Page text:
Sports

Simpson’s flip lifts Bengals’ spirits

In this combo of photos, Bengals wide receiver Jerome Simpson (89) flips over Cardinals linebacker Daryl Washington for a touchdown. (Associated Press)
In this combo of photos, Bengals wide receiver Jerome Simpson (89) flips over Cardinals linebacker Daryl Washington for a touchdown. (Associated Press)

Jerome Simpson’s heels-over-head touchdown still has the Bengals flipped out.

The fourth-year receiver pulled off the defining play of his career on Saturday, vaulting over an Arizona linebacker and landing on his feet in the end zone during a 23-16 victory. Teammates were awed by the way he stuck the landing and raised both arms like a triumphant gymnast.

His coach? Not so thrilled.

Marvin Lewis said Monday that Simpson could have taken a much easier and less risky route to the end zone. A bad landing could have left Cincinnati (9-6) in a bad way heading into a make-or-break game.

“You just have to be careful,” Lewis said. “There’s other ways to score. It’s him and a linebacker, so just cut back and score the easy way. For effect, it sure was big.”

The play helped the Bengals build a 23-0 lead. They barely held on, securing only their third winning record in the last 21 years. A win on Sunday at Paul Brown Stadium over Baltimore (11-4) would clinch the final AFC wild-card berth.

Players got the day off on Monday, required only to come in and lift weights at some point. Video monitors mounted on walls around the locker room flashed a slideshow of the weekly schedule, along with inspirational sayings.

A photo of Simpson with arms raised in the end zone flashed on the monitors Monday with the inscription: “Make The Tough Plays.”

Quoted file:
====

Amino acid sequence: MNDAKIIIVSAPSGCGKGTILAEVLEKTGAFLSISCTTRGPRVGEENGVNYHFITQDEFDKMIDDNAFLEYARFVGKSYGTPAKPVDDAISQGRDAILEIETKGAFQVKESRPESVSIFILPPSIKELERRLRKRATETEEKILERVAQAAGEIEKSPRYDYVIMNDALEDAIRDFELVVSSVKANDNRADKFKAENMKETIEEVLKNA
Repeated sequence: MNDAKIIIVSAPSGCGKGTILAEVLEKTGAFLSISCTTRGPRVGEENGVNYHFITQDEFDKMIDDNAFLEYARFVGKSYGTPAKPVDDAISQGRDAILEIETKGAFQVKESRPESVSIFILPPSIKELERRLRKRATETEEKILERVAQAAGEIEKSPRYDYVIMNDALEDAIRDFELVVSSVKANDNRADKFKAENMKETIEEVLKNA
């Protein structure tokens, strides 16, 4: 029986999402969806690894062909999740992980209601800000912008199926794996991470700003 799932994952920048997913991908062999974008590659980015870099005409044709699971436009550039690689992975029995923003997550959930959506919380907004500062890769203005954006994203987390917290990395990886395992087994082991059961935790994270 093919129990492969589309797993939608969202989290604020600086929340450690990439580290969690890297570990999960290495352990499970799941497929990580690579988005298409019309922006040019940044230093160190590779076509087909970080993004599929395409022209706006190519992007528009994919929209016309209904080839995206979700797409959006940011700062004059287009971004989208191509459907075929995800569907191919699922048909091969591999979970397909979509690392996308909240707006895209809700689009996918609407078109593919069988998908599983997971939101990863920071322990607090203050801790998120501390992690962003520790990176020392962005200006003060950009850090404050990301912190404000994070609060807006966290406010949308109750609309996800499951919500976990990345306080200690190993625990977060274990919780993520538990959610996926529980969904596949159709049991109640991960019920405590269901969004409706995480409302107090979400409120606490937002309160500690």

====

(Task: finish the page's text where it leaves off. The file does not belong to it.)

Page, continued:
Simpson made the most fantastic one.

He got open, caught a pass and headed down the left sideline on a 19-yard play. When he reached the 2-yard line, he saw linebacker Daryl Washington headed for him, shoulder down to deliver a hit.

Instead of trying to avoid him, Simpson left his feet and tucked his head to somersault over the linebacker. Simpson landed on both feet simultaneously, crouched with the ball in his right hand. He put his left hand on the ground briefly to steady himself, then stood up and raised both arms in celebration.

The crowd of 41,273 gave its loudest ovation of the day. It got even louder when the move was replayed on the video board several times.

“To tell you the truth, it was just instinct,” Simpson said. “I just saw the guy. It seemed like he was going to hit me, and I didn’t want to get hit. I used my athletic ability and my jumping ability.

“I’ve jumped over a guy before, but never did a flip and landed it.”

Romo’s hand improving

The swelling is going down on Tony Romo’s bruised throwing hand, and the Dallas Cowboys quarterback could be ready to practice Wednesday.

Coach Jason Garrett says it looks as if Romo is getting better and that a number of different tests have confirmed the original diagnosis of nothing being broken in the quarterback’s right hand.

Asked Monday if Romo can grip a football, Garrett responded that the quarterback has a relatively firm handshake.

All indications are that Romo isn’t in danger of missing Sunday night’s game at the New York Giants that will determine who wins the NFC East and goes to the playoffs.

Cutler to lose pins

Chicago Bears coach Lovie Smith says quarterback Jay Cutler will have pins removed from his surgically repaired right thumb today.

Cutler has not played since a win over the San Diego Chargers on Nov. 20, when he broke his thumb trying to help make a tackle following a late interception. The Bears (7-8) have since unraveled with five straight losses.

Peterson eyes 2012 return

The Minnesota Vikings expect star running back Adrian Peterson to be recovered from left knee surgery for two torn ligaments in time to start the 2012 season.

Peterson tore his ACL and MCL when he was hit in the side of the knee by Washington Redskins safety DeJon Gomes in Saturday’s 33-26 win at Washington. An MRI revealed the ligament tears and meniscus damage. Peterson will undergo surgery within the next seven to 10 days. He faces an eight-to-nine month recovery period.



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